Is a warm and comforting feeling more important than food for survival? Does the sense of touch override the survival extinct?
A famous American study carried out by Harlow showed that for Rhesus monkeys, warmth and comfort was in fact of primary importance. During the research, the infant monkeys – that were born and raised in a laboratory – were able to choose between two surrogate mothers. They could choose a false mother monkey made from wire mesh, but contained an artificial nipple which provided the infants with milk. The other option was a mother monkey made from terry-cloth and warmed by a light bulb which lit behind it. The infant monkeys continuously chose the one made with terry-cloth and only briefly fed from the milk-supplying monkey when in desperate need of nutrients before quickly returning to hold the warm mother.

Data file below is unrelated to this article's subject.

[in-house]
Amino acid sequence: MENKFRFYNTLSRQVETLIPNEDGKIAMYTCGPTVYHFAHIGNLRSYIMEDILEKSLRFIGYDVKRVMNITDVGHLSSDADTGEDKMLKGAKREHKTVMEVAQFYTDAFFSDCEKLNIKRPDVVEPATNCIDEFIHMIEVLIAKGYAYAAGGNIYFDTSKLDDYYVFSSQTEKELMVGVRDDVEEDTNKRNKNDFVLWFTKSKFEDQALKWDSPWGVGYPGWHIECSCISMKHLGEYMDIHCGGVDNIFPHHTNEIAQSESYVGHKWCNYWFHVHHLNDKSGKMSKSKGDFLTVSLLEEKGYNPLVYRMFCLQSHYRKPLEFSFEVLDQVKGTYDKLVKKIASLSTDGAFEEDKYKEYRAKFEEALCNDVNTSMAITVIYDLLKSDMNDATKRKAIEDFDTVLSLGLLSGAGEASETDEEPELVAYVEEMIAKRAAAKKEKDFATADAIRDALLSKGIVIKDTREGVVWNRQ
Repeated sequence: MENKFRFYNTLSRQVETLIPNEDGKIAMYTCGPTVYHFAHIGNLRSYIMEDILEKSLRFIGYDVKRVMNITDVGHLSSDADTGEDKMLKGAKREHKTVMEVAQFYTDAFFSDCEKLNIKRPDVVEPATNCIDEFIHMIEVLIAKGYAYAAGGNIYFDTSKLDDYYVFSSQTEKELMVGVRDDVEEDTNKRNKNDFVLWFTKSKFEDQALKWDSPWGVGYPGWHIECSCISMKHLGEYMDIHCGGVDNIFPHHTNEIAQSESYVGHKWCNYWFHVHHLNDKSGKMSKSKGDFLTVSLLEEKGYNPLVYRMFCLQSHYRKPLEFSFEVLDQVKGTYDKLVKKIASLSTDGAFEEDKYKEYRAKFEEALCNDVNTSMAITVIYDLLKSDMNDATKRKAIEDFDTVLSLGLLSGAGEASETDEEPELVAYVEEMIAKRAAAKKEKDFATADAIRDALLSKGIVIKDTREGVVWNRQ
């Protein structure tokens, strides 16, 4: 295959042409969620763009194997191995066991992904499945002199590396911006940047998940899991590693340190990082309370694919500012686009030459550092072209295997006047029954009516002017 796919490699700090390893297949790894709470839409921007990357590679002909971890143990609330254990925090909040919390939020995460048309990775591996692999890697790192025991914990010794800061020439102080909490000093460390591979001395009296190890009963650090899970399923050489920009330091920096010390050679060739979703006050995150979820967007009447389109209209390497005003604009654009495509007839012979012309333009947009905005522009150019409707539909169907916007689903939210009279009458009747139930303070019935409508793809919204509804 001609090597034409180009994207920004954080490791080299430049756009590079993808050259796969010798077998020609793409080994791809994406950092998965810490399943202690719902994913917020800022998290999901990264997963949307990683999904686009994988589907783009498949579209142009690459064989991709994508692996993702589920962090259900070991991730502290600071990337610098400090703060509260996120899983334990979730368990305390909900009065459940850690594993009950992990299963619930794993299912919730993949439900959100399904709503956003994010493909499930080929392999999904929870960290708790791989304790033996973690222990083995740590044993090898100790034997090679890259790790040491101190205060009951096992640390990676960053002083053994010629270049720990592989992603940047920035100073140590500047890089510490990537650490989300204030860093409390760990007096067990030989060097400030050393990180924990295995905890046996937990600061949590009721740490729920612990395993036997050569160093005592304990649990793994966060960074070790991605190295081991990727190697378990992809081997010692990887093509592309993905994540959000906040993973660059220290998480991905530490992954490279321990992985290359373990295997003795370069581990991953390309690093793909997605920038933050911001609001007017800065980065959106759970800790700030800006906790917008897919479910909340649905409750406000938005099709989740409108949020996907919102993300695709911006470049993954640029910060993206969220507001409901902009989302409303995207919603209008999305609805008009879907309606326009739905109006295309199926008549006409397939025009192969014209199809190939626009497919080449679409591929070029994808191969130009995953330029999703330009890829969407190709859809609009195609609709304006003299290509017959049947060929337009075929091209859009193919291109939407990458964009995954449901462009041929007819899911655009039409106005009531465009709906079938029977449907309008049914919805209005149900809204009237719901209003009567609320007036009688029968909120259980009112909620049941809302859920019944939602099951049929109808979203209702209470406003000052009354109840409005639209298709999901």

Moreover, this study proved how touch is vital for social behaviour, health and the development of personality. This is because these monkeys (raised in a laboratory) were not able to co-exist healthily and naturally with other monkeys their age, as well as being unable to show maternal instinct with their own young.
When raised by a family who has shown limited tenderness, warmth and physical contact, one may fail to develop the sense of being valued and thus develop an insufficient amount of self-esteem. This in turn can make it difficult for one to emotionally express themselves and sustain an intimate relationship with a partner.
Nonetheless, living in England – more specifically London, it may be more difficult to connect with the sense of touch. In a study regarding the amount of physical interactions in different countries, it was shown that in a café in Puerto Rico, there were 180 interactions, while in London there were 0.
Could simply having more warm connections with each other, improve our sense of security, reassurance and self-confidence?
by Megan Bantleman